Don’t call them the All Blacks! They’re just a rugby union team. Call them New Zealand. Sure, they’ve got a cool jersey, but try to remember they’re human: when you prick them, they bleed. I believe they even eat and sleep and – being rugby players – break wind.
Sir Clive Woodward, when he was England coach, outlawed the words All Blacks. Maybe it worked: under his guidance, England put together their longest-ever winning streak over New Zealand.
England certainly won’t lose to New Zealand in these autumn internationals; I can guarantee that. That’s because they have cannily decided not to play them. Nice work, boys.
Wales are the last to take on the boys in black jerseys this autumn, so let’s wish them luck. They’ve only beaten New Zealand three times, the last time in 1953, and since then they have suffered 29 consecutive defeats. Apart from the mystique, New Zealand teams tend to be very good at rugby.
They also have a knack of starting every game in pole position. Stephen Potter, author of The Theory and Practice of Gamesmanship, would have relished the way this advantage is established. The gear is the start of it. New Zealand began in navy blue in 1884, but opted for entirely black by 1905. It’s a look that has had many imitators, but no one has carried it off as well as New Zealand rugby.
Then there’s the haka. New Zealand are allowed to perform a war dance. This gives them as much of a psychological advantage as the opposition are prepared to yield. Many teams have tried to defuse the tactic; Wales once insisted on performing their national anthem after, rather than before, the haka. Other teams have gone for the Paddington Bear Hard Stare, or turning the back, or ignoring it completely. It has been suggested that England should counter-haka with a Morris dance, but that’s come to nothing because apparently you have to “respect” it.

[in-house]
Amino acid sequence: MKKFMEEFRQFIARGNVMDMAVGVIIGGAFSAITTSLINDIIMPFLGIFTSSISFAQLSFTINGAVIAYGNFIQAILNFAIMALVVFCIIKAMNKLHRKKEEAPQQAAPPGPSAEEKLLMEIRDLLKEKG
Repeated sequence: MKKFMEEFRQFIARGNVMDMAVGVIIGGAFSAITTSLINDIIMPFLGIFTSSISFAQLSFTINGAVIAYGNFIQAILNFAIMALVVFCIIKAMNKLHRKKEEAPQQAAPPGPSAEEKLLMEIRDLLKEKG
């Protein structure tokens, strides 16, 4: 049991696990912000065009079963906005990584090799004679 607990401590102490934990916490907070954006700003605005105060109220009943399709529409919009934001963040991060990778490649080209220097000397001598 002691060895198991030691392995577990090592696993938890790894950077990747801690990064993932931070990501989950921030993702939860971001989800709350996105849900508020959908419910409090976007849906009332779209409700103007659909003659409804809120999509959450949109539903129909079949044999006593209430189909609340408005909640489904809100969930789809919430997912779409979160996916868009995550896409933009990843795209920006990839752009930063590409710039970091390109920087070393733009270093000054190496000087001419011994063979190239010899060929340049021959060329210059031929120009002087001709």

Such things are just props, though effective ones. The real difficulties begin when they start playing. The fact is New Zealand are expected to win, and that can’t help but affect both teams.
To make things harder for Wales, New Zealand arrived in Europe with a point to prove. The British and Irish Lions failed to roll over in New Zealand last summer, winning once and drawing once to leave the series tied. And the last time New Zealand played before leaving for the northern hemisphere, Australia beat them – admittedly in a dead rubber.
The problem with being unbeatable is that you lose the knack of coping when things turn against you. These problems can affect football teams, such as Real Madrid. It’s not complacency. It’s lack of experience of difficult circumstances. Still, New Zealand don’t often find themselves struggling. Best not put this up on the wall of the Welsh dressing room, but they’ve been number one nation more often than all the others teams in the world put together.
International Rugby Union: Wales v New Zealand is on Saturday at 4.45pm (kick-off 5.15pm) on BBC2, 5pm on 5 Live Sports Extra
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